July 2018
Volume 59, Issue 9
Open Access
ARVO Annual Meeting Abstract  |   July 2018
Low versus Standard Latency Digital 3D Monitor Visualization for Ophthalmic Surgery
Author Affiliations & Notes
  • William R Freeman
    Ophthalmology, UCSD Jacobs Retina Ctr, UCSD Shiley Eye Institute, La Jolla, California, United States
  • Kevin Chen
    Ophthalmology, UCSD Jacobs Retina Ctr, UCSD Shiley Eye Institute, La Jolla, California, United States
  • Daniel Chao
    Ophthalmology, UCSD Jacobs Retina Ctr, UCSD Shiley Eye Institute, La Jolla, California, United States
  • Henry Ferreyra
    Ophthalmology, UCSD Jacobs Retina Ctr, UCSD Shiley Eye Institute, La Jolla, California, United States
  • Eric Nudleman
    Ophthalmology, UCSD Jacobs Retina Ctr, UCSD Shiley Eye Institute, La Jolla, California, United States
  • Dirk-Uwe G Bartsch
    Ophthalmology, UCSD Jacobs Retina Ctr, UCSD Shiley Eye Institute, La Jolla, California, United States
  • Footnotes
    Commercial Relationships   William Freeman, Alleergan (C), Nanovision (C), Spinnaker (C); Kevin Chen, None; Daniel Chao, None; Henry Ferreyra, None; Eric Nudleman, None; Dirk-Uwe Bartsch, None
  • Footnotes
    Support  None
Investigative Ophthalmology & Visual Science July 2018, Vol.59, 5916. doi:
  • Views
  • Share
  • Tools
    • Alerts
      ×
      This feature is available to authenticated users only.
      Sign In or Create an Account ×
    • Get Citation

      William R Freeman, Kevin Chen, Daniel Chao, Henry Ferreyra, Eric Nudleman, Dirk-Uwe G Bartsch; Low versus Standard Latency Digital 3D Monitor Visualization for Ophthalmic Surgery. Invest. Ophthalmol. Vis. Sci. 2018;59(9):5916.

      Download citation file:


      © ARVO (1962-2015); The Authors (2016-present)

      ×
  • Supplements
Abstract

Purpose : We compared two digitally assisted 3D visualization systems for ophthalmic surgery to traditional optical stereo microscopic surgery. Both anterior segment and vitreoretinal surgeries were studied. The goal was to determine if digitally assisted 3D visualization surgery using the one of two TruVision systems (distributed by Alcon) were equivalent to, superior or inferior to traditional microscopic surgery.

Methods : 8 surgeons evaluated two digital surgical systems that were mounted onto a Leica ophthalmic microscope and compared to traditional ocular surgery. The first digital system consisted of a dual HD video system coupled to a 4K display with a 55-inch OLED screen placed 6 feet from the surgeon. The second system consisted of the same camera head but used a low latency 72 millisecond OLED monitor. Both monitors incorporated a passive stereoscopic display using interlaced lines with alternating circular polarization.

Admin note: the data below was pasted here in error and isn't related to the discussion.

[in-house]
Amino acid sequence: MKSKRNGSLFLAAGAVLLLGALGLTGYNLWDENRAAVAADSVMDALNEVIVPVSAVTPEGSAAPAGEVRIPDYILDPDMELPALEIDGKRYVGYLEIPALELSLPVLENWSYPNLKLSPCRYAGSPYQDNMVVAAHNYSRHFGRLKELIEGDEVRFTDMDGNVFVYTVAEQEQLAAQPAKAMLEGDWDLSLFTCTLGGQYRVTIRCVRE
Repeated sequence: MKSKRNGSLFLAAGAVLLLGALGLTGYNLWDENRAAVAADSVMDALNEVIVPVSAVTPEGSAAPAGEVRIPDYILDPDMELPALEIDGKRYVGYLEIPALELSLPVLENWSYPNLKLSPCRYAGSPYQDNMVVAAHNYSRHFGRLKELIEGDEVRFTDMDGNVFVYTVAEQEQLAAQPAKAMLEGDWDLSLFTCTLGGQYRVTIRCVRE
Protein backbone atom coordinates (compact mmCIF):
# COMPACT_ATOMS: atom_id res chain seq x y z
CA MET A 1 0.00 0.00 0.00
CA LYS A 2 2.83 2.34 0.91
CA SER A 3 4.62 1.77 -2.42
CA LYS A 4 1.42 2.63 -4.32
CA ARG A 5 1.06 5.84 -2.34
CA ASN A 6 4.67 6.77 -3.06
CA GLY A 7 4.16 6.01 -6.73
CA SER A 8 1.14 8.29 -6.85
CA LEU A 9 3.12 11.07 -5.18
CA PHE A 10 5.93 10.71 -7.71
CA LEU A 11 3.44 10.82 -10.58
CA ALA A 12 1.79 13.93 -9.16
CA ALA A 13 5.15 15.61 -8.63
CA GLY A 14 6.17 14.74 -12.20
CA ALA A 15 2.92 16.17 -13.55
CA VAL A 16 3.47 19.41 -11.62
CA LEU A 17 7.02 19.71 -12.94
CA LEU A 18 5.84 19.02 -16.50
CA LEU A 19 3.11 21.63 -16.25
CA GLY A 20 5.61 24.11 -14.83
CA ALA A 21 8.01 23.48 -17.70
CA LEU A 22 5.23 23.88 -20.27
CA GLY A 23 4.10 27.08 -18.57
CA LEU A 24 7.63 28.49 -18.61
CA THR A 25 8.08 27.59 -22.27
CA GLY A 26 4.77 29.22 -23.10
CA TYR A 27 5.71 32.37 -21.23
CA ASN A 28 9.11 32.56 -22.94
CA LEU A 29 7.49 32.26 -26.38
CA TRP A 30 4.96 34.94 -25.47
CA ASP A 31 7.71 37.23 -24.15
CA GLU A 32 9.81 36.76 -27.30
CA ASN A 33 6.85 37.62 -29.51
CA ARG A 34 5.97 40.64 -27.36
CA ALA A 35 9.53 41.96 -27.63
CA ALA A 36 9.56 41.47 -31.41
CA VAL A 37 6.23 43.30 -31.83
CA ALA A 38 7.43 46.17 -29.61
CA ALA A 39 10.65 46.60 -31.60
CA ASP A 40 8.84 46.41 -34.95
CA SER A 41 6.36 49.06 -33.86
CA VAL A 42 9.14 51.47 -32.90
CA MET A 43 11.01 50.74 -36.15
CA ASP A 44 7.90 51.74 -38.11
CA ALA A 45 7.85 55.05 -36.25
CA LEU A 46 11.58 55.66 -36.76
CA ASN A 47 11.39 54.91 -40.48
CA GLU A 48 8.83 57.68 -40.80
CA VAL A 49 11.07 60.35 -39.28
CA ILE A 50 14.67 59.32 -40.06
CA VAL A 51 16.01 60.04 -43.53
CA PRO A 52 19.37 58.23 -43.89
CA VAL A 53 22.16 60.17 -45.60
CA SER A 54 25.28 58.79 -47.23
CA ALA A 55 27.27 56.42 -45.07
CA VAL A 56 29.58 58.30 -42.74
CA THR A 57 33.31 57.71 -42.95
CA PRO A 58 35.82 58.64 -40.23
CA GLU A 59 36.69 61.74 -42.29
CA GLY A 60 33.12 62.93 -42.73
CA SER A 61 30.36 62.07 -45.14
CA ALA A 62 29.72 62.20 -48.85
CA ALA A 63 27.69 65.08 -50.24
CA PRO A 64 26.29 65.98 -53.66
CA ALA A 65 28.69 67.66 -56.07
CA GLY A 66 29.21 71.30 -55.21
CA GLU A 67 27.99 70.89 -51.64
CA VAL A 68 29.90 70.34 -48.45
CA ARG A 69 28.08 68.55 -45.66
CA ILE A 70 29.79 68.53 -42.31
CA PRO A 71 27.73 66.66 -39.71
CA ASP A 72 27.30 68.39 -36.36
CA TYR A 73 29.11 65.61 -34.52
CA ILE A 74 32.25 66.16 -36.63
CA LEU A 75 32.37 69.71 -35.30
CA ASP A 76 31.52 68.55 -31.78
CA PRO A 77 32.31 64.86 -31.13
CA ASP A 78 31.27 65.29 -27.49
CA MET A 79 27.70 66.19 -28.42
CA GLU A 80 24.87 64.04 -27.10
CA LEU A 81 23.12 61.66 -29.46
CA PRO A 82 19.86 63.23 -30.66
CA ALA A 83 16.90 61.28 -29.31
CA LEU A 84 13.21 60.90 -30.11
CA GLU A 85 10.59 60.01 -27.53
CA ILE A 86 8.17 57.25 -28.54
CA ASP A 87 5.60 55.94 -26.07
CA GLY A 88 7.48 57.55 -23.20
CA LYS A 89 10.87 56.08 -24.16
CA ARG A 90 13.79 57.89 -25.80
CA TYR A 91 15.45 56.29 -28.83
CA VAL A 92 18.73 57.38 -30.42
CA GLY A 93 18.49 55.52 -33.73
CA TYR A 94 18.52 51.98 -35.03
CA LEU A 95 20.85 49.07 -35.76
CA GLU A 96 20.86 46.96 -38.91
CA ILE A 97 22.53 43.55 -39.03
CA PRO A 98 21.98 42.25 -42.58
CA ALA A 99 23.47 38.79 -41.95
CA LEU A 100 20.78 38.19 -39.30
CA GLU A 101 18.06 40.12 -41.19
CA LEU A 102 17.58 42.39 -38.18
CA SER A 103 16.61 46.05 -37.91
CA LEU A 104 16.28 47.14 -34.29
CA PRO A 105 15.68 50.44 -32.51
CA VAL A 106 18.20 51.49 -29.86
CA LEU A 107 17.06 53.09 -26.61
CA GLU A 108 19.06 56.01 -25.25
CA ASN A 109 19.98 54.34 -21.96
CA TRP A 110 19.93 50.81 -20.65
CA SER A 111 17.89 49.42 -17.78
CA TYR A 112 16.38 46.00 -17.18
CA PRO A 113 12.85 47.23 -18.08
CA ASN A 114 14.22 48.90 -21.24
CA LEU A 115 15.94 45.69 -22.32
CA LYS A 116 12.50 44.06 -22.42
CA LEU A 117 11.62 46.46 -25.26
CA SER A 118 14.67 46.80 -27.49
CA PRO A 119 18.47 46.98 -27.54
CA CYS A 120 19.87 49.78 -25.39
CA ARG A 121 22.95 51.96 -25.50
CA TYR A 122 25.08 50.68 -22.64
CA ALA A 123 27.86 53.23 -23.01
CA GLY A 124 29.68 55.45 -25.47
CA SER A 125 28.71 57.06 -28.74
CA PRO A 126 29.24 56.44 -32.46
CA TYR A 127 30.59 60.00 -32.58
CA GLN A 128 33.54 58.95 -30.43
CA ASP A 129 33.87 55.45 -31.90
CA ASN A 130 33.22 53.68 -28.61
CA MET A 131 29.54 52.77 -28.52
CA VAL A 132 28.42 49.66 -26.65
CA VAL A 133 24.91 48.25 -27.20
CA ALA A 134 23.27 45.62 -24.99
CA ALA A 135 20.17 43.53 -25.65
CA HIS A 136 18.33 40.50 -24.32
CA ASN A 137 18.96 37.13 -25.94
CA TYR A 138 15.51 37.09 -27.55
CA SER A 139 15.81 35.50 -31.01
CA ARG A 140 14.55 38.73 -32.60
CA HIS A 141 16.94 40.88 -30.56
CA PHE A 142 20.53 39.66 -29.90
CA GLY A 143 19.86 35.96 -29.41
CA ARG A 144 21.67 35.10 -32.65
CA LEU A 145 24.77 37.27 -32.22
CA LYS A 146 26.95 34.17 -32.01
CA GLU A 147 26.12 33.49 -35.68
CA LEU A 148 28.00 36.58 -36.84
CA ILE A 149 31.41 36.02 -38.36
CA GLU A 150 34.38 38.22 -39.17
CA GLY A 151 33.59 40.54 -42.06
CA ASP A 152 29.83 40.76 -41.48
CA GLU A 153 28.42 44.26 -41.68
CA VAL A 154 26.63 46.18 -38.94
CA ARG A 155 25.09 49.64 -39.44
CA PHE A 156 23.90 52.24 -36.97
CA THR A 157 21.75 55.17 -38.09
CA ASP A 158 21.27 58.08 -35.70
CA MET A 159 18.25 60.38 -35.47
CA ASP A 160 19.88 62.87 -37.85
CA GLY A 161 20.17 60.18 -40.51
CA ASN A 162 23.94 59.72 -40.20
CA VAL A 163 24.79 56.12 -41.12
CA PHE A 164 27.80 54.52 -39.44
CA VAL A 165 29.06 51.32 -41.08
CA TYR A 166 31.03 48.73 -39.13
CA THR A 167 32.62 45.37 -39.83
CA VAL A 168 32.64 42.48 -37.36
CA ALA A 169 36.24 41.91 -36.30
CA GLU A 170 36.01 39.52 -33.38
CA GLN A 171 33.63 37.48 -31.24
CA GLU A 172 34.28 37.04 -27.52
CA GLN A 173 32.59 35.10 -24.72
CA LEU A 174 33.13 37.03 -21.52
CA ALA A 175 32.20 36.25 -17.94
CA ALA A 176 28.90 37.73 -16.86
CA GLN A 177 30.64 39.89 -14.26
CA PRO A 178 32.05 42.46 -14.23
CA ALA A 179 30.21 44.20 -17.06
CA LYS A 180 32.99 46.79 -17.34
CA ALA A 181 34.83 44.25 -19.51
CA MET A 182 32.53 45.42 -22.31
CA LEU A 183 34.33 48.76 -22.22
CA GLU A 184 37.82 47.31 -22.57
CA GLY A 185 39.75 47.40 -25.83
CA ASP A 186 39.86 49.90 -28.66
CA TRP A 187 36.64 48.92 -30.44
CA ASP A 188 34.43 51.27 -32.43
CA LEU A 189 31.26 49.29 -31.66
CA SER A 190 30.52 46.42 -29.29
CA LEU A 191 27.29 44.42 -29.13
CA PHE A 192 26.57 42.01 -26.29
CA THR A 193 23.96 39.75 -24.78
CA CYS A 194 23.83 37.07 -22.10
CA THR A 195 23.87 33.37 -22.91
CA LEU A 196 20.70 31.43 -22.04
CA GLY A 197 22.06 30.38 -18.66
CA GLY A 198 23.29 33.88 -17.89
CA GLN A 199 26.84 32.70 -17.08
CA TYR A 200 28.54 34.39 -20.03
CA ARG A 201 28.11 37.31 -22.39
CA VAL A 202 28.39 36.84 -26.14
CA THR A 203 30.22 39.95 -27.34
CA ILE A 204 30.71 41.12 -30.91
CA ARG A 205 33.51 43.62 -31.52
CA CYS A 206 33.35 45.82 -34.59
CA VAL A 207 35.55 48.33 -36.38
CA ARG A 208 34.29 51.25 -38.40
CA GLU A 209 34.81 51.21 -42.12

Results : 320 vitrectomy procedures and 80 cataract procedures were performed on the digital system and 140 procedures were performed on the same microscope but using oculars. In no case did any surgeon starting with the digital system require reversion to a traditional ocular system. All surgeons felt that the ability to view and surgically deal with pathology was similar to routine optical microscope surgery. However, the brightness of the image and the ability to enhance the stereopsis were advantages over optical microscopy, as was increased engagement of surgical staff who also wore stereo viewing glasses. Lag time was only perceptible with fast gross movements and became nearly imperceptible with the use of the low latency monitor.

Conclusions : Digitally assisted vitreoretinal surgery seems equivalent to optical surgery in anterior and posterior segment procedures from the perspective of surgical visualization and surgeon preference. Ultra-low latency monitors (under 40 msec) can reduce perceptible latency. The immersive environment of digital surgery allows all ancillary personnel to participate fully and may improve patient care.

This is an abstract that was submitted for the 2018 ARVO Annual Meeting, held in Honolulu, Hawaii, April 29 - May 3, 2018.

×
×

This PDF is available to Subscribers Only

Sign in or purchase a subscription to access this content. ×

You must be signed into an individual account to use this feature.

×